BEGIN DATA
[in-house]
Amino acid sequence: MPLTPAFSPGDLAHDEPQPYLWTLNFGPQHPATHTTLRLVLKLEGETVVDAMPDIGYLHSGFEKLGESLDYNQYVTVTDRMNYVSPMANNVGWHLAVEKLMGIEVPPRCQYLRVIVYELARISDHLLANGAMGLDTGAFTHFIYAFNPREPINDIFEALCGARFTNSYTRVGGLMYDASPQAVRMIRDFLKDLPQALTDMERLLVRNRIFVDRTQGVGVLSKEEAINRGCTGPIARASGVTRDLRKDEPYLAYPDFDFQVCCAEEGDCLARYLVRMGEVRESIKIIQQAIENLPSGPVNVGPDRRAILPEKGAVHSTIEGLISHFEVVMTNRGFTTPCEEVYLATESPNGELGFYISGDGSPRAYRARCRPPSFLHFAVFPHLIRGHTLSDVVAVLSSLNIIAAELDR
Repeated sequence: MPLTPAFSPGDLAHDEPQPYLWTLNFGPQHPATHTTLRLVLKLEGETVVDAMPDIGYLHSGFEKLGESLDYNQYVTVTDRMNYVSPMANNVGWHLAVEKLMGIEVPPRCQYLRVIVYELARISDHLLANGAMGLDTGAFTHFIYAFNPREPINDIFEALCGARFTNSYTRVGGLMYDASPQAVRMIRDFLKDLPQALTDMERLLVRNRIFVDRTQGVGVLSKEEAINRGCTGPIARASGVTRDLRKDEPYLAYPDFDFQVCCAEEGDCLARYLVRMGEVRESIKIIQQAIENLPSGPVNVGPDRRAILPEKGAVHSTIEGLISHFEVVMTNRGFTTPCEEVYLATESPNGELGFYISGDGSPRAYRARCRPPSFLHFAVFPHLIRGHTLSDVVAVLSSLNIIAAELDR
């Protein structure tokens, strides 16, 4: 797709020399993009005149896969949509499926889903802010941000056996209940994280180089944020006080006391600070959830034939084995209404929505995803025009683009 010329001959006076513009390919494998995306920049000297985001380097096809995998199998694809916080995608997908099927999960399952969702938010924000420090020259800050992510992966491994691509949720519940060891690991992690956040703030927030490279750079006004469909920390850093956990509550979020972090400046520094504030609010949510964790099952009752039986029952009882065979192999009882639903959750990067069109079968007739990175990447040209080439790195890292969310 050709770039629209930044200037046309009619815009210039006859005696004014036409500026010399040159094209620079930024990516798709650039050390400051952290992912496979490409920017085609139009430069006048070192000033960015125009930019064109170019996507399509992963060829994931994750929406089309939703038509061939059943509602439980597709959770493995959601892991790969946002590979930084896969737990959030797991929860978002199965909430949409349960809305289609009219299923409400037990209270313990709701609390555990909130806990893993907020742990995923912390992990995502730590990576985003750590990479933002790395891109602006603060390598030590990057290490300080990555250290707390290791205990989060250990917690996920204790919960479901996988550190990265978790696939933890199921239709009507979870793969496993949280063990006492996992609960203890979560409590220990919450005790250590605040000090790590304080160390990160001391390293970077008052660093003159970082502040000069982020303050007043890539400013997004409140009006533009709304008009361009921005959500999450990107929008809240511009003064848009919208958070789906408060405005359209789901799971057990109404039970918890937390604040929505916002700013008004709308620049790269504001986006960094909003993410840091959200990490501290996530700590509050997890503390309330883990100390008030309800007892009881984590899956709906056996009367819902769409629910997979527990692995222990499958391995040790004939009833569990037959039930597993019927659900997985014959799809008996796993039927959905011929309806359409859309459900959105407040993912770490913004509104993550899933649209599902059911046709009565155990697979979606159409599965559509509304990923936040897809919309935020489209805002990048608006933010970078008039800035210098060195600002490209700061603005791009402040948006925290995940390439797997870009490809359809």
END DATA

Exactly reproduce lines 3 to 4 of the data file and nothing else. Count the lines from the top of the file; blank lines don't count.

Repeated sequence: MPLTPAFSPGDLAHDEPQPYLWTLNFGPQHPATHTTLRLVLKLEGETVVDAMPDIGYLHSGFEKLGESLDYNQYVTVTDRMNYVSPMANNVGWHLAVEKLMGIEVPPRCQYLRVIVYELARISDHLLANGAMGLDTGAFTHFIYAFNPREPINDIFEALCGARFTNSYTRVGGLMYDASPQAVRMIRDFLKDLPQALTDMERLLVRNRIFVDRTQGVGVLSKEEAINRGCTGPIARASGVTRDLRKDEPYLAYPDFDFQVCCAEEGDCLARYLVRMGEVRESIKIIQQAIENLPSGPVNVGPDRRAILPEKGAVHSTIEGLISHFEVVMTNRGFTTPCEEVYLATESPNGELGFYISGDGSPRAYRARCRPPSFLHFAVFPHLIRGHTLSDVVAVLSSLNIIAAELDR
């Protein structure tokens, strides 16, 4: 797709020399993009005149896969949509499926889903802010941000056996209940994280180089944020006080006391600070959830034939084995209404929505995803025009683009 010329001959006076513009390919494998995306920049000297985001380097096809995998199998694809916080995608997908099927999960399952969702938010924000420090020259800050992510992966491994691509949720519940060891690991992690956040703030927030490279750079006004469909920390850093956990509550979020972090400046520094504030609010949510964790099952009752039986029952009882065979192999009882639903959750990067069109079968007739990175990447040209080439790195890292969310 050709770039629209930044200037046309009619815009210039006859005696004014036409500026010399040159094209620079930024990516798709650039050390400051952290992912496979490409920017085609139009430069006048070192000033960015125009930019064109170019996507399509992963060829994931994750929406089309939703038509061939059943509602439980597709959770493995959601892991790969946002590979930084896969737990959030797991929860978002199965909430949409349960809305289609009219299923409400037990209270313990709701609390555990909130806990893993907020742990995923912390992990995502730590990576985003750590990479933002790395891109602006603060390598030590990057290490300080990555250290707390290791205990989060250990917690996920204790919960479901996988550190990265978790696939933890199921239709009507979870793969496993949280063990006492996992609960203890979560409590220990919450005790250590605040000090790590304080160390990160001391390293970077008052660093003159970082502040000069982020303050007043890539400013997004409140009006533009709304008009361009921005959500999450990107929008809240511009003064848009919208958070789906408060405005359209789901799971057990109404039970918890937390604040929505916002700013008004709308620049790269504001986006960094909003993410840091959200990490501290996530700590509050997890503390309330883990100390008030309800007892009881984590899956709906056996009367819902769409629910997979527990692995222990499958391995040790004939009833569990037959039930597993019927659900997985014959799809008996796993039927959905011929309806359409859309459900959105407040993912770490913004509104993550899933649209599902059911046709009565155990697979979606159409599965559509509304990923936040897809919309935020489209805002990048608006933010970078008039800035210098060195600002490209700061603005791009402040948006925290995940390439797997870009490809359809």